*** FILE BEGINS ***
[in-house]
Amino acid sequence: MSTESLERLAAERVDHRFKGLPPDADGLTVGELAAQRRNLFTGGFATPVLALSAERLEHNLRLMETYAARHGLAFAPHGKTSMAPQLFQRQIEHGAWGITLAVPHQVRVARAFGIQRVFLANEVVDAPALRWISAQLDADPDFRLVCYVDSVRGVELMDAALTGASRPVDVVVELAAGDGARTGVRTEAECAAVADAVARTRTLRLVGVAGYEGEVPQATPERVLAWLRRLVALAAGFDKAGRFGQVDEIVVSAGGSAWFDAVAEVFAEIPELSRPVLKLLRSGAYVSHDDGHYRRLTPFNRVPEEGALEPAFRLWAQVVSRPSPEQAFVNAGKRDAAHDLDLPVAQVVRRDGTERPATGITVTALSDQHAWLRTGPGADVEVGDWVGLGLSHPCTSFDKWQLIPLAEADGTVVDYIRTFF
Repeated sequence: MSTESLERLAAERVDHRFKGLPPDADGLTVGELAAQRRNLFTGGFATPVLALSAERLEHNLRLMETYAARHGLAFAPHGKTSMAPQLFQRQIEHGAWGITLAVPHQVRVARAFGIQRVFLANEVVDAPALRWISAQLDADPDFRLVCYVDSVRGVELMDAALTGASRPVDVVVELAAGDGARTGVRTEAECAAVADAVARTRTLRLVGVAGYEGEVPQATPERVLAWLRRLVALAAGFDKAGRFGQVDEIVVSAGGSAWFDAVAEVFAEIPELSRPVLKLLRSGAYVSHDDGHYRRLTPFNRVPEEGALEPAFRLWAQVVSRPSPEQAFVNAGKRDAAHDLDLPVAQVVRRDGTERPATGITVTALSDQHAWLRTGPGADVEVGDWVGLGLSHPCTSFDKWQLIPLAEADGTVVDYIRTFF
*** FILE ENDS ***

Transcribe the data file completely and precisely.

[in-house]
Amino acid sequence: MSTESLERLAAERVDHRFKGLPPDADGLTVGELAAQRRNLFTGGFATPVLALSAERLEHNLRLMETYAARHGLAFAPHGKTSMAPQLFQRQIEHGAWGITLAVPHQVRVARAFGIQRVFLANEVVDAPALRWISAQLDADPDFRLVCYVDSVRGVELMDAALTGASRPVDVVVELAAGDGARTGVRTEAECAAVADAVARTRTLRLVGVAGYEGEVPQATPERVLAWLRRLVALAAGFDKAGRFGQVDEIVVSAGGSAWFDAVAEVFAEIPELSRPVLKLLRSGAYVSHDDGHYRRLTPFNRVPEEGALEPAFRLWAQVVSRPSPEQAFVNAGKRDAAHDLDLPVAQVVRRDGTERPATGITVTALSDQHAWLRTGPGADVEVGDWVGLGLSHPCTSFDKWQLIPLAEADGTVVDYIRTFF
Repeated sequence: MSTESLERLAAERVDHRFKGLPPDADGLTVGELAAQRRNLFTGGFATPVLALSAERLEHNLRLMETYAARHGLAFAPHGKTSMAPQLFQRQIEHGAWGITLAVPHQVRVARAFGIQRVFLANEVVDAPALRWISAQLDADPDFRLVCYVDSVRGVELMDAALTGASRPVDVVVELAAGDGARTGVRTEAECAAVADAVARTRTLRLVGVAGYEGEVPQATPERVLAWLRRLVALAAGFDKAGRFGQVDEIVVSAGGSAWFDAVAEVFAEIPELSRPVLKLLRSGAYVSHDDGHYRRLTPFNRVPEEGALEPAFRLWAQVVSRPSPEQAFVNAGKRDAAHDLDLPVAQVVRRDGTERPATGITVTALSDQHAWLRTGPGADVEVGDWVGLGLSHPCTSFDKWQLIPLAEADGTVVDYIRTFF